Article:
SACRAMENTO — Legislation that would have added judges to overworked trial court benches in Orange County and 19 other counties appears to have been killed here this week in an election-year maneuver engineered by Assembly Democrats.
Democratic leaders, including Assembly Speaker Willie Brown (D-San Francisco), acknowledged that they were responsible for derailing legislation that would have expanded Superior and Municipal courts throughout the state.
But the lawmakers admitted to no political motives.
Local government lobbyists here said they are puzzled by the stalemate. They said the reasons for it could be anything from disagreements between Democrats and Gov. George Deukmejian over funding reforms for trial courts to suggestions that the Democrats were punishing the Republican governor for his involvement in the unprecedented campaign to topple Supreme Court Chief Justice Rose Elizabeth Bird and two other high court justices.
California counties, citing many years of civil case backlogs and overworked criminal panels, were asking for 55 new Superior and 20 new Municipal court judges. The Judicial Council, the administrative arm of the state Supreme Court, says the court systems need nearly twice that many new judges.
Plan Turned Down
But after legislative negotiators came close to reaching compromises this week on how many judges would be approved and which counties would get them, the Democratic leaders decided there would be none.
"What they told me was that they do not agree with the formula that the Judicial Council uses to determine the number of judges a district needs, and they did not feel they had time to do their own study," said Sen. Jim Ellis (R-San Diego).
"My personal opinion is that they didn't want the governor to get the appointments before the election," added Ellis, who headed a conference committee on the Municipal Court system, which broke up this week without reaching an agreement.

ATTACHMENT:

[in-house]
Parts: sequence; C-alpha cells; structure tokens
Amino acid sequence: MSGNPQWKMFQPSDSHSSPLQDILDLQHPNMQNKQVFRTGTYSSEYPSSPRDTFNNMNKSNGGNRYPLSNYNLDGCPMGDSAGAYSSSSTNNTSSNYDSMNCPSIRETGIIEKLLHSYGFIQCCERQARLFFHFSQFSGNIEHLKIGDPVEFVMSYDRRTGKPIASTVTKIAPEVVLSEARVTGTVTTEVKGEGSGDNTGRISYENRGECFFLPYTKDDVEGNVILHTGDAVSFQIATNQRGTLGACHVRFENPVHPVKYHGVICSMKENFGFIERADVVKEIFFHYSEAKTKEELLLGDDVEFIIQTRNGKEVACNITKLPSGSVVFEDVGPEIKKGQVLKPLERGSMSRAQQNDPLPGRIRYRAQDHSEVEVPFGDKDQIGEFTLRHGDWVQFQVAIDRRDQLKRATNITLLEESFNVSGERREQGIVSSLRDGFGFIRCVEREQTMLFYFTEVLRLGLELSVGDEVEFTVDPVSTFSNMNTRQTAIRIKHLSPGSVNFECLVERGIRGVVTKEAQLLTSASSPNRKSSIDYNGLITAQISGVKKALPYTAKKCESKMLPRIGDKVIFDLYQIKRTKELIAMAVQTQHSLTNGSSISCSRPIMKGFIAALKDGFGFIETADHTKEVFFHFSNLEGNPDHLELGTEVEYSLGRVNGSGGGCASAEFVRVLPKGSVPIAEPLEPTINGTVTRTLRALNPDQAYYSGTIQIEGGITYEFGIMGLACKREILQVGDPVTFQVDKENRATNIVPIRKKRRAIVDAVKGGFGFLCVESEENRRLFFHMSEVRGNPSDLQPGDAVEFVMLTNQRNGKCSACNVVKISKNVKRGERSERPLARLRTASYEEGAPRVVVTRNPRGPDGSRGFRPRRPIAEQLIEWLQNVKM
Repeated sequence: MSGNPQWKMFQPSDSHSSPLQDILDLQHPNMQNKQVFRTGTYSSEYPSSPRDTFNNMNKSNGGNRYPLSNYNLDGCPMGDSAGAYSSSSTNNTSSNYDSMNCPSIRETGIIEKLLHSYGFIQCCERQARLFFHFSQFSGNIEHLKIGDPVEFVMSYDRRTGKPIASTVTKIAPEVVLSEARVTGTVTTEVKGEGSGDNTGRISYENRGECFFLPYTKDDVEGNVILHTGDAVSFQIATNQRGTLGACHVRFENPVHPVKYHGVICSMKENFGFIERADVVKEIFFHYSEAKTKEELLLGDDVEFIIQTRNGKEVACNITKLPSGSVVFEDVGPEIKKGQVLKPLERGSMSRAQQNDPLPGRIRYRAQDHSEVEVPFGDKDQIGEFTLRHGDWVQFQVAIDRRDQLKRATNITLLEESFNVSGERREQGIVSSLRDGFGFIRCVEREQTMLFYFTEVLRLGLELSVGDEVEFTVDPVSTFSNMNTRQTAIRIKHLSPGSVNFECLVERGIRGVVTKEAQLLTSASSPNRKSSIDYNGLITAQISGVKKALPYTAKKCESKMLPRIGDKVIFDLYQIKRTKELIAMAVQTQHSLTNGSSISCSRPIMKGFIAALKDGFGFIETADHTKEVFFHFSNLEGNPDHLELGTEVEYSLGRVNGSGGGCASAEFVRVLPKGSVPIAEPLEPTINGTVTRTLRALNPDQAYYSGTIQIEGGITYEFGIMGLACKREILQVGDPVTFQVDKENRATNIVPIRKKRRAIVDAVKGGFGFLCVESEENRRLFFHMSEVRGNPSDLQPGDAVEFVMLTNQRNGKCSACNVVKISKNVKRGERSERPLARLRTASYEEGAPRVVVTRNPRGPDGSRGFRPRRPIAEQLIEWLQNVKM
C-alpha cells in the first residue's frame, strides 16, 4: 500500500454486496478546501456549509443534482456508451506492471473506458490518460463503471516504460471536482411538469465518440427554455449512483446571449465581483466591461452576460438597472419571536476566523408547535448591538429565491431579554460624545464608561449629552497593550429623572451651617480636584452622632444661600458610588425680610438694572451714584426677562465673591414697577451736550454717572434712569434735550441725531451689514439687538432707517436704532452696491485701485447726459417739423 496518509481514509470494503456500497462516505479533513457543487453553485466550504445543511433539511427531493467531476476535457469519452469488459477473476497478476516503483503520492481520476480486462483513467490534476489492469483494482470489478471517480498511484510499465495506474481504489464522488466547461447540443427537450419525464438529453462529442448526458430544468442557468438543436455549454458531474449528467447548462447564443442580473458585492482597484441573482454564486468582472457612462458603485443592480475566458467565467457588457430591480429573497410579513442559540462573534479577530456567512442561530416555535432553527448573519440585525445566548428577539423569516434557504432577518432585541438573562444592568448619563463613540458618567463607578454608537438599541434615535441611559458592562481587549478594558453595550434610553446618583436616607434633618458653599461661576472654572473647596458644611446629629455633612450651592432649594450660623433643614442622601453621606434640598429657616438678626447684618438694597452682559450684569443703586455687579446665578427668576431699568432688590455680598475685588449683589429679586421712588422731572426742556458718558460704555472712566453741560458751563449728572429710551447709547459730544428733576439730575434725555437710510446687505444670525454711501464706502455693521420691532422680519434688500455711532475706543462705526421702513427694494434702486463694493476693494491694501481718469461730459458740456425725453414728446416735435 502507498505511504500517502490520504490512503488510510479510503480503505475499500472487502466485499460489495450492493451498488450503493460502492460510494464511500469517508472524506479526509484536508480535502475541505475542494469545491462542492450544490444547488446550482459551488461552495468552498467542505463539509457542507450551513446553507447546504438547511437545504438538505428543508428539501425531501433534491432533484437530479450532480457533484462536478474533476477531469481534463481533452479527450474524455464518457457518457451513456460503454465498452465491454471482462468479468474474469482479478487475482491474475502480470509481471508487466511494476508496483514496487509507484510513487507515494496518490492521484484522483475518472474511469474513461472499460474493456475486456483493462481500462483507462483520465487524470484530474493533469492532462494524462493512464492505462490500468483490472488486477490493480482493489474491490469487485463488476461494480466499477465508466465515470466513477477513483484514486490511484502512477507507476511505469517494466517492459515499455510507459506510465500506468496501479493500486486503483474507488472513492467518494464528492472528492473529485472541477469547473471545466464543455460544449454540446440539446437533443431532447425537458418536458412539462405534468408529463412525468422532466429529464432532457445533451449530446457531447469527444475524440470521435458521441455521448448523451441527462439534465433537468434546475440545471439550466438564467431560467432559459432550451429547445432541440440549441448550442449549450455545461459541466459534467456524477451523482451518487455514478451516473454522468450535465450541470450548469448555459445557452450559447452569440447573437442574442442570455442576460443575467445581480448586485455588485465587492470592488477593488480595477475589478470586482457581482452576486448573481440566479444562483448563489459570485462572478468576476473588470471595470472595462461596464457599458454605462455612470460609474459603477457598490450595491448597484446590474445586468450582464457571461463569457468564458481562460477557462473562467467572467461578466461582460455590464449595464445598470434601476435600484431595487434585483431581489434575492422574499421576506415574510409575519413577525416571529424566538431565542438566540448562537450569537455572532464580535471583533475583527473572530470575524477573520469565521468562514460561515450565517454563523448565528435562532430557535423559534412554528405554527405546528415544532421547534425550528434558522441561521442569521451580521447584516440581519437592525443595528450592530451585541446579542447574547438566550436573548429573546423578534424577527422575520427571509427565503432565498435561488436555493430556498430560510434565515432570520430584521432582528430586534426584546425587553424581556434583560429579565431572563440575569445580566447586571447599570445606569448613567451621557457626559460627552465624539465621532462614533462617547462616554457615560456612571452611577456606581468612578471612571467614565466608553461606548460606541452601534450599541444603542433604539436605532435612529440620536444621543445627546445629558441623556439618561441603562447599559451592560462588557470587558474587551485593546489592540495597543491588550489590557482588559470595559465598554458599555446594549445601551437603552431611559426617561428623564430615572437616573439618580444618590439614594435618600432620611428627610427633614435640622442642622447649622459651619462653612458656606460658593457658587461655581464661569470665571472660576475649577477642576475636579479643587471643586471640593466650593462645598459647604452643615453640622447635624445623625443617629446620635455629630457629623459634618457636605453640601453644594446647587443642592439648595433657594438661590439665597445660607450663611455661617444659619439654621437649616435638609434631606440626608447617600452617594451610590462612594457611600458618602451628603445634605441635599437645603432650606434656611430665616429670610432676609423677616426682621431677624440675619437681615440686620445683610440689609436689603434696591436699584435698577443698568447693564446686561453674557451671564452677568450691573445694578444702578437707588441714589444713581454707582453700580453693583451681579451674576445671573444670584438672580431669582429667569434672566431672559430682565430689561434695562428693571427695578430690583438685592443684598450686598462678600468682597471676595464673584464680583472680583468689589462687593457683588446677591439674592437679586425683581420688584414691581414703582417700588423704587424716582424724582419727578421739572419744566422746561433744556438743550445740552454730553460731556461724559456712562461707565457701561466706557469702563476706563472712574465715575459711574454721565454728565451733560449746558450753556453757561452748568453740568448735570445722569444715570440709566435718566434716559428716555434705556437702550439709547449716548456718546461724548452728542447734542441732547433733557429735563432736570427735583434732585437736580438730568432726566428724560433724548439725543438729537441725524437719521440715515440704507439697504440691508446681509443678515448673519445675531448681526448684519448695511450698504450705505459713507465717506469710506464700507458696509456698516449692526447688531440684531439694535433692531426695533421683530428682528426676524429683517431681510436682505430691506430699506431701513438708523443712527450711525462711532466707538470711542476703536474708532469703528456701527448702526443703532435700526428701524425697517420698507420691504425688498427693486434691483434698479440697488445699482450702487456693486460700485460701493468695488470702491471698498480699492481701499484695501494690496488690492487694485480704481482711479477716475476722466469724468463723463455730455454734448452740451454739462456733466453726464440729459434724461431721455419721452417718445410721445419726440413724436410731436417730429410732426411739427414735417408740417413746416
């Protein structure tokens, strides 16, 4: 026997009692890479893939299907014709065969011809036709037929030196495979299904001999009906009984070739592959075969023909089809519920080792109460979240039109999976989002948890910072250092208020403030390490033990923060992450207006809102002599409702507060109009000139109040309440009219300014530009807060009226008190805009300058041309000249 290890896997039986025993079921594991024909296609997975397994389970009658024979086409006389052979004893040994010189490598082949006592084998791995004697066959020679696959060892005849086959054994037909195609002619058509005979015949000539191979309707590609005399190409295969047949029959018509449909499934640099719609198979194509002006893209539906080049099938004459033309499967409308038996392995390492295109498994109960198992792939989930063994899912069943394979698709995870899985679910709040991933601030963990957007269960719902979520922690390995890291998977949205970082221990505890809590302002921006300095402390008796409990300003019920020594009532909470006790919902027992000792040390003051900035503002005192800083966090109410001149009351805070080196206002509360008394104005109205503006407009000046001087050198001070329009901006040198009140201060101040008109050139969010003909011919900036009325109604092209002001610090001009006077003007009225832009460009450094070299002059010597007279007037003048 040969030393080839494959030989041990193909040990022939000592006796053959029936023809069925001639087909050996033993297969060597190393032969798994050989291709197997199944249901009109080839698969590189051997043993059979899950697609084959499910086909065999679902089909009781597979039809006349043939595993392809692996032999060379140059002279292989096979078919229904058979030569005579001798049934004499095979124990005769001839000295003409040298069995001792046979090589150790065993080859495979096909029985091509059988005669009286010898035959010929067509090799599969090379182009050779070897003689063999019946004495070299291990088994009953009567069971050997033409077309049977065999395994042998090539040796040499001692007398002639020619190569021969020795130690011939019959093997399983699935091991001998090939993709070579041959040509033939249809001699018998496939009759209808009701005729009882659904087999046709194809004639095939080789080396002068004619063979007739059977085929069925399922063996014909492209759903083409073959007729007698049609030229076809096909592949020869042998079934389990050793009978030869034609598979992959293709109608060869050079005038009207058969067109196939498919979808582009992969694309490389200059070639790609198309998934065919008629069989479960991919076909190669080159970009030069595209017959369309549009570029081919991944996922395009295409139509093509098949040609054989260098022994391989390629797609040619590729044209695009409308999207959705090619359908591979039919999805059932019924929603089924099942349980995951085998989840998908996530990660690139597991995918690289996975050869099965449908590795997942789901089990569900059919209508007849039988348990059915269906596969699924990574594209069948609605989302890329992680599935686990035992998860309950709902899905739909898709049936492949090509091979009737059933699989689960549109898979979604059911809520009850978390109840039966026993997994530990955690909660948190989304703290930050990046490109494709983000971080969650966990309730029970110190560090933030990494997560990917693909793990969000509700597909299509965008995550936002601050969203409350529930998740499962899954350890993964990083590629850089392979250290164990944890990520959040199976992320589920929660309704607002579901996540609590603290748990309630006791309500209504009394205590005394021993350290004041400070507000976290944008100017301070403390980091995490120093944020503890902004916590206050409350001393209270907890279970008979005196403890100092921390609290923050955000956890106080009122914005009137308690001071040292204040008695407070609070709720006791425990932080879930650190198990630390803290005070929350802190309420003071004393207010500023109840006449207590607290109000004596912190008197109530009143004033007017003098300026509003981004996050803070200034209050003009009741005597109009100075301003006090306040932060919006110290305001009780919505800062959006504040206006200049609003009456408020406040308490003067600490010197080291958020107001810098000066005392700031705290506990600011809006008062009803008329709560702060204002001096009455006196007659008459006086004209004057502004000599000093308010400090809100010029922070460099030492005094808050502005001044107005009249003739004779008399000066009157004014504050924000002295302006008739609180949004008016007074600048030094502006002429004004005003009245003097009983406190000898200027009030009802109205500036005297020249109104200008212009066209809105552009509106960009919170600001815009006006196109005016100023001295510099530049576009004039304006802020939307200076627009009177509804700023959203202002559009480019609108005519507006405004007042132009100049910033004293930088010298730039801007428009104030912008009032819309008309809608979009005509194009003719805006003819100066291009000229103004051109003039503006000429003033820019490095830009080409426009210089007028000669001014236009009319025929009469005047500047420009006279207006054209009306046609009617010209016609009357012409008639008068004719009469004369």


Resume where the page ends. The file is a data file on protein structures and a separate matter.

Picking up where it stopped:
A separate conference committee on Superior Court expansion that was to be led by Assemblyman Patrick Johnston (D-Stockton) never held a public meeting.
While there have been times in the past when the Legislature has delayed court-expansion legislation to deny appointments to a governor, almost no one here believes that Democrat Tom Bradley will win in November and replace Deukmejian next year.
Commenting on the stalemate over judges, one high-level Democratic aide, who asked not to be identified, said: "In the last week (of the legislative session), things get killed and resurrected around here for a lot of insane reasons, some of which we'll never know."
Alan Slater, executive officer of the Orange County Superior Court, said the decision to grant no new judges this year is a major disappointment for the county's judges.
"I sure hate to think about it. . . . I sure hope something is worked out," Slater said.
Criminal Cases Rise
Orange County, like most urban counties, is "experiencing a very significant increase" in criminal cases, Slater said. When judges are busy meeting statutory deadlines in criminal cases, delays in handling civil cases continue to grow and grow, he said.
The Orange County Board of Supervisors had wanted to add six new judges to its 54-judge Superior Court early next year. The Judicial Council--which considers manpower, case backlogs and actual filings in its annual statewide study of court needs--says Orange County could use nine new Superior Court judges. The county was not asking for new judges for any of its five Municipal Court districts.
Los Angeles County was asking for 28 new Superior Court judges and two for its Municipal Courts.
Each year, legislative battles over new judges is one of the most intense of the end-of-session fights, particularly among heavily populated counties. Few counties ever receive all the new judges they request, and even fewer receive all the new judges the Judicial Council says they need.
For the past several years, Assembly Democrats have had their own formula for determining the need for new judges, and they have relied more on it than the one used by the Judicial Council.
One lingering point of contention between the Democrat-controlled Legislature and Republican governor has been funding for trial courts. Although the state pays judges' salaries, counties bear 90% of the operating costs for trial courts.
Last year, the Legislature passed a bill by Assemblyman Richard Robinson (D-Garden Grove) calling for most of the operating costs for trial courts to be shifted from counties to the state.
No Money in Bill
But the bill contained no money to finance the change, and Deukmejian, upon signing it, said he would approve funding for the shift only when the Legislature enacted other reforms to cut down court costs--including smaller juries, streamlined jury selection procedures and videotaped transcripts.